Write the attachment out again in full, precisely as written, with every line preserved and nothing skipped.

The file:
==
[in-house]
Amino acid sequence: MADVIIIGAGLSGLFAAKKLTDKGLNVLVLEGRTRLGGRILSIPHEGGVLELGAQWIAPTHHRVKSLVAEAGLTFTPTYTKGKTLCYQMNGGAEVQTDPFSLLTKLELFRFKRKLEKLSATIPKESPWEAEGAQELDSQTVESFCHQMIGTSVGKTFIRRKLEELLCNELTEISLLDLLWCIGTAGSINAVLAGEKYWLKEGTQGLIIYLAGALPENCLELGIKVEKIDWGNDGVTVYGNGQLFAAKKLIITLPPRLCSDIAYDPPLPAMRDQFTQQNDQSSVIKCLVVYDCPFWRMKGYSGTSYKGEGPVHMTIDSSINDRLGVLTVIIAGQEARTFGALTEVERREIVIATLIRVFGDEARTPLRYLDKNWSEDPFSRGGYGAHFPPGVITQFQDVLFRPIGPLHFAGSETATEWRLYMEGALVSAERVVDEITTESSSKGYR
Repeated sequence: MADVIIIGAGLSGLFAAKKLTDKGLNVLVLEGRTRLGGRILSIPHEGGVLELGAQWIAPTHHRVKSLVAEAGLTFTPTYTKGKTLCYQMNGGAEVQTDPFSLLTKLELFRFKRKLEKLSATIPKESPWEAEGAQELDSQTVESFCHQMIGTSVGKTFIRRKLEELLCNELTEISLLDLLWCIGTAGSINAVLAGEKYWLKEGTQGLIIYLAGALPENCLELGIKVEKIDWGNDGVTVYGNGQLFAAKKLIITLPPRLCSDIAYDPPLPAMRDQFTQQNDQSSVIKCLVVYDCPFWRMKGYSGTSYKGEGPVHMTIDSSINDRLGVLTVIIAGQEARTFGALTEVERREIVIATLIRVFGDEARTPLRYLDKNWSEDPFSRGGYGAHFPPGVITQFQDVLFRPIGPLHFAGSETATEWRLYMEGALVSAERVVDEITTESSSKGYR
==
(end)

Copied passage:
[in-house]
Amino acid sequence: MADVIIIGAGLSGLFAAKKLTDKGLNVLVLEGRTRLGGRILSIPHEGGVLELGAQWIAPTHHRVKSLVAEAGLTFTPTYTKGKTLCYQMNGGAEVQTDPFSLLTKLELFRFKRKLEKLSATIPKESPWEAEGAQELDSQTVESFCHQMIGTSVGKTFIRRKLEELLCNELTEISLLDLLWCIGTAGSINAVLAGEKYWLKEGTQGLIIYLAGALPENCLELGIKVEKIDWGNDGVTVYGNGQLFAAKKLIITLPPRLCSDIAYDPPLPAMRDQFTQQNDQSSVIKCLVVYDCPFWRMKGYSGTSYKGEGPVHMTIDSSINDRLGVLTVIIAGQEARTFGALTEVERREIVIATLIRVFGDEARTPLRYLDKNWSEDPFSRGGYGAHFPPGVITQFQDVLFRPIGPLHFAGSETATEWRLYMEGALVSAERVVDEITTESSSKGYR
Repeated sequence: MADVIIIGAGLSGLFAAKKLTDKGLNVLVLEGRTRLGGRILSIPHEGGVLELGAQWIAPTHHRVKSLVAEAGLTFTPTYTKGKTLCYQMNGGAEVQTDPFSLLTKLELFRFKRKLEKLSATIPKESPWEAEGAQELDSQTVESFCHQMIGTSVGKTFIRRKLEELLCNELTEISLLDLLWCIGTAGSINAVLAGEKYWLKEGTQGLIIYLAGALPENCLELGIKVEKIDWGNDGVTVYGNGQLFAAKKLIITLPPRLCSDIAYDPPLPAMRDQFTQQNDQSSVIKCLVVYDCPFWRMKGYSGTSYKGEGPVHMTIDSSINDRLGVLTVIIAGQEARTFGALTEVERREIVIATLIRVFGDEARTPLRYLDKNWSEDPFSRGGYGAHFPPGVITQFQDVLFRPIGPLHFAGSETATEWRLYMEGALVSAERVVDEITTESSSKGYR